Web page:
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Massage Today
October, 2003, Vol. 03, Issue 10

The "Secret" of Chinese Pulse Assessment

By Barbra Esher, AOBTA CI. Dipl. ABT & Ac. (NCCAOM), LAc

Editor's note: This series of articles is based on information from Barbra Esher's forthcoming textbook, Shiatsu and Chinese Medicine.

Author's note: In the first two articles in this series, I described the way pulses are taken ( and how to perform a quantitative pulse analysis (

The following article, which will discuss performing a simple qualitative pulse analysis, will be best understood after reading the previous articles in the series.

In my last article, I referred to Dr. Hammer's book as being 800 pages. He corrected me: It is only 756 pages (811, with a comprehensive index). My mistake, however, demonstrates how deeply one can be drawn into the study of pulse diagnosis. I am grateful Dr. Hammer took 20 years to study and record an oral pulse tradition. Reliable information can be obtained from the pulses in a relatively short amount of time; however, incredibly in-depth and accurate diagnoses can be obtained with additional study. If you find you have a good feel for the pulses - as many bodyworkers do - I recommend taking more extensive courses.

Check out for more information.

It is generally agreed there are 28 main pulse qualities that can be identified in the 12 different pulse positions (there are many more positions and qualities in the book mentioned above). For the purpose of Asian Bodywork Therapy (ABT), I start students with qualities related to the Eight Principles and the Five Elements.

The Eight Principles is a method of pattern identification, with some elements dating back thousands of years to the Huang Ti Nei Jing and the Shang Han Lun. However, it was formulated into Interior/ Exterior; Hot/Cold; Full/Empty; and Yin/Yang in the early Qing dynasty (late 1600s). It is a useful system for unraveling the genesis and nature of just about any disharmony.

Exterior/Interior identifies the location of the problem, not the etiology. An Exterior condition affects the skin, muscles and/or meridians. It is categorized as Interior when it primarily affects the organs and bones. An Exterior condition can arise from an external pathogenic factor, or it can come from an internal problem and vice versa. Interior/Exterior only describes the location at the moment the pulse is taken. Simply, an Exterior condition manifests as a Floating pulse. It is a pulse felt at the superficial level, using light pressure. An Interior condition is felt with more pressure and is called a Deep pulse.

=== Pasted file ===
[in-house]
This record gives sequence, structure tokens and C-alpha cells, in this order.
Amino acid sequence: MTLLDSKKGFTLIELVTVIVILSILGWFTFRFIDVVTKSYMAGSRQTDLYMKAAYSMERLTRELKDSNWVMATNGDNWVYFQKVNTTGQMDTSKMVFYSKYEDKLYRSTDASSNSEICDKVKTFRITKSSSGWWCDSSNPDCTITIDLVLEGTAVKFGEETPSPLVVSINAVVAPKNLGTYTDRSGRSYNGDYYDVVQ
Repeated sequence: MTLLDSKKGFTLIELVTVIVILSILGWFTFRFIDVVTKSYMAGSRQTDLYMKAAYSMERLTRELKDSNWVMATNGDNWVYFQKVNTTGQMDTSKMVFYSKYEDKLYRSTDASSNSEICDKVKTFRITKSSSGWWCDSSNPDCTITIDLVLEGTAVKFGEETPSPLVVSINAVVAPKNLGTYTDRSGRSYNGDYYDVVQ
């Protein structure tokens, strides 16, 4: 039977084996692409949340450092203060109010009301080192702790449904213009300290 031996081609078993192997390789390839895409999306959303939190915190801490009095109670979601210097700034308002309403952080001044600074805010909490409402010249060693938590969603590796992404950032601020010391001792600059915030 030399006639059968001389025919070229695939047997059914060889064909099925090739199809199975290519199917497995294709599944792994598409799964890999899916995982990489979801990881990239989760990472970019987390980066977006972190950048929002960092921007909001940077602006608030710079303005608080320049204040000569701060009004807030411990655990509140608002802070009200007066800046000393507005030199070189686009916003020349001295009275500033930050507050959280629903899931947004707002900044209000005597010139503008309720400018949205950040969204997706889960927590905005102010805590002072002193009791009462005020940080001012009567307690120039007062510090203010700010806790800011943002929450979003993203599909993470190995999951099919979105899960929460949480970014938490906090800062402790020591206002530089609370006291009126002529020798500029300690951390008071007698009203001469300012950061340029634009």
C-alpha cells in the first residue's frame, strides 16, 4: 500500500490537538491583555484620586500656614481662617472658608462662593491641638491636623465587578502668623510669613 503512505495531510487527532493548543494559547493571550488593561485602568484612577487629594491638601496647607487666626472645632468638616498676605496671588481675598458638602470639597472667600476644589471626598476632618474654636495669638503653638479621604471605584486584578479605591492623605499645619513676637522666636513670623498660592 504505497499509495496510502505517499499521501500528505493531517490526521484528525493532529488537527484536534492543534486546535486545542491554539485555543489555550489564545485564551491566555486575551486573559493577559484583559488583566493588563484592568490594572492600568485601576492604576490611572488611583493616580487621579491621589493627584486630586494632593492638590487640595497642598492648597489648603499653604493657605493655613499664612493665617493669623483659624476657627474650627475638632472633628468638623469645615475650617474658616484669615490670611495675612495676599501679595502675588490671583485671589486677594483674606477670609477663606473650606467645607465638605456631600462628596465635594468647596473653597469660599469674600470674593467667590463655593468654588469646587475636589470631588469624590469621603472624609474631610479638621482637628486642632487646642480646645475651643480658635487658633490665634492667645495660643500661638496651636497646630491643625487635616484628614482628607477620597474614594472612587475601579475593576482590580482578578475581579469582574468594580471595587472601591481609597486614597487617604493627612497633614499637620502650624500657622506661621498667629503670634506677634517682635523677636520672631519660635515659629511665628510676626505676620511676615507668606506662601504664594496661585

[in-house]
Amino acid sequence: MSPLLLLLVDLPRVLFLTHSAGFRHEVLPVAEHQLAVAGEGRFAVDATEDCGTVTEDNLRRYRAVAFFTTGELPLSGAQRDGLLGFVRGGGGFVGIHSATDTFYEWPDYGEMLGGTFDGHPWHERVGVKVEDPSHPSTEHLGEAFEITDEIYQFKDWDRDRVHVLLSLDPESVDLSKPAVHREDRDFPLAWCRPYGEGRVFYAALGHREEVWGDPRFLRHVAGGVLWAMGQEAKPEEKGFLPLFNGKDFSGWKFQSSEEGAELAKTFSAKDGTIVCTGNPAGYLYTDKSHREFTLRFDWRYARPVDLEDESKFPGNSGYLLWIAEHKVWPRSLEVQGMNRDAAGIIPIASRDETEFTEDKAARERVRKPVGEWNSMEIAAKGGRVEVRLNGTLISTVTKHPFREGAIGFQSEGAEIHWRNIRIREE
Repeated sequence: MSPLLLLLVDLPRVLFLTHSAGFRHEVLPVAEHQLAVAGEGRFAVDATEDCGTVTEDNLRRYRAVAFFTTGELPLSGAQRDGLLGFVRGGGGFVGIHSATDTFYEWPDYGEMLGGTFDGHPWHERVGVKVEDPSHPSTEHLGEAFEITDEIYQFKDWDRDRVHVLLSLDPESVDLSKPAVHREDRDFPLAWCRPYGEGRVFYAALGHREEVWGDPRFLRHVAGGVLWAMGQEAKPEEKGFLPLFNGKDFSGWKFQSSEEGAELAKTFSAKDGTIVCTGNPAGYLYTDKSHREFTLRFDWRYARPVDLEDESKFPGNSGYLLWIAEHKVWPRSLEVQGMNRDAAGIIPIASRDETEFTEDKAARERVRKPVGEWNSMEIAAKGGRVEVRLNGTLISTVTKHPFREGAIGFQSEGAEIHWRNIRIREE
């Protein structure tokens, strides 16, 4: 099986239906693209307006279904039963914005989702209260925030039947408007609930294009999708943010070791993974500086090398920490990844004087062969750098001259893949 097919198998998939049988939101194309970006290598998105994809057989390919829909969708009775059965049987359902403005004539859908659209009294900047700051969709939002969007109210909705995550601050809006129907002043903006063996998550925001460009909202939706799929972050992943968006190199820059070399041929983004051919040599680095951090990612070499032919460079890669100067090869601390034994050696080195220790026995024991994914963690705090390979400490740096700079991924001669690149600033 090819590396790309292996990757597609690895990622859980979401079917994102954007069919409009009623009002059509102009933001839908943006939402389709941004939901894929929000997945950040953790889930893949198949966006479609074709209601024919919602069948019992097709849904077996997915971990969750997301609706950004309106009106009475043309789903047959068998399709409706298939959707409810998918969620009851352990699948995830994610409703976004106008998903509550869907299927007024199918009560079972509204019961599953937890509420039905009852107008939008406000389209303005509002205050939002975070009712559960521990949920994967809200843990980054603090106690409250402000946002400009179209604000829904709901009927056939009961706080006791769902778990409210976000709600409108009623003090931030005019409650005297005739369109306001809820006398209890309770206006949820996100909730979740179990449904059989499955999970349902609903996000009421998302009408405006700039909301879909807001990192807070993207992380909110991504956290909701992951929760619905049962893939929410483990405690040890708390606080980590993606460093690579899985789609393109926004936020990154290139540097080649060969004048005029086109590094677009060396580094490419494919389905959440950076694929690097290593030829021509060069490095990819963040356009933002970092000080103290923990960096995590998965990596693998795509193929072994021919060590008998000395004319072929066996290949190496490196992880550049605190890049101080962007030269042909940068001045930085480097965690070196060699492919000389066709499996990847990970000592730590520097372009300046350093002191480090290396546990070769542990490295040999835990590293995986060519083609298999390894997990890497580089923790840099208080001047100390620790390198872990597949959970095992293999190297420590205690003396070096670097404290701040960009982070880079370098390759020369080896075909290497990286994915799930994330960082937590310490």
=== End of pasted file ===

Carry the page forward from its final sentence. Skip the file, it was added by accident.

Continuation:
Hot/Cold describes an aspect of the nature of a pattern. Clinically, Hot manifests as a Rapid pulse. Traditionally, the pulse rate was measured in relation to the practitioners' breath, but for consistency's sake, it might be better to use a watch. Rapid is roughly over 80 beats per minute. Children run a little hotter, temperature wise, than adults; their pulses are more naturally rapid, which doesn't necessarily indicate pathology.

Cold is usually considered less than 65 beats per minute and is described as a Slow pulse; however, someone who is athletic typically has a Slow pulse. In that case, it is not necessarily a cold condition. Interestingly, regular exercise tends to "chill us out," so these people may be treating their hot natures, bringing themselves and their pulses into a more relative balance.

Full/Empty may be the easiest conditions to relate to a pulse type. These conditions are sometimes referred to as Excess/Deficiency, and manifest as Full and Empty pulses. A Full pulse can be a specific pulse often described as hard and rather long, extending beyond the normal pulse position. It also can be used to describe any pulse type that has a bigger, more substantial feel under the fingertips. An Empty pulse indicates a lack of something, such as Qi, Blood, Yin or Yang, and is referred to as a Deficiency. It occupies a shorter space and has a less substantial feel to it. It is used also in the general sense to describe a whole range of different deficiency type/weak pulses.

Yin/Yang can describe a generalization of the other six principles; therefore, a condition that is entirely Yin would be Interior, Cold and Empty. The pulse quality is a combination of Deep-Slow-Weak. A Yang condition is Exterior, Hot and Full; thus, the pulse for a strictly Yang condition is Floating-Rapid-Full. Yin/Yang are more frequently used to describe conditions of emptiness, commonly called Yin or Yang Deficiency. If there is not enough cooling Yin, it is referred to as a Yin Deficiency. This condition is Hot and Empty, manifesting as a Rapid-Empty pulse. If there is not enough warming Yang, it is called a Yang Deficiency. The condition is Cold and Empty, and the pulse appears Slow-Empty. So, in a way, there are only six main pulse types - all of the other qualities being variations of these six.

Pulse quality chart. - Copyright – Stock Photo / Register Mark

The pulse quality left out of the table is called a Leisurely or Slowed-Down pulse. It is about the same strength in every position: not too strong or weak, and with a moderate rhythm and rate. This pulse indicates a fairly balanced and healthy individual, and so far, I have never felt it with anyone coming into my clinic! Maybe it was more common in ancient times?

A good way to learn five common pulse qualities is by relating them to the Five Elements and the Yin organs that relate to each one:

Pulse location and description chart. - Copyright – Stock Photo / Register Mark

The pulse qualities outlined in this article are the simplest to begin with. The more that pulse assessment is consistently practiced, the more the information received will make sense. Get started!

Click here for previous articles by Barbra Esher, AOBTA CI. Dipl. ABT & Ac. (NCCAOM), LAc.


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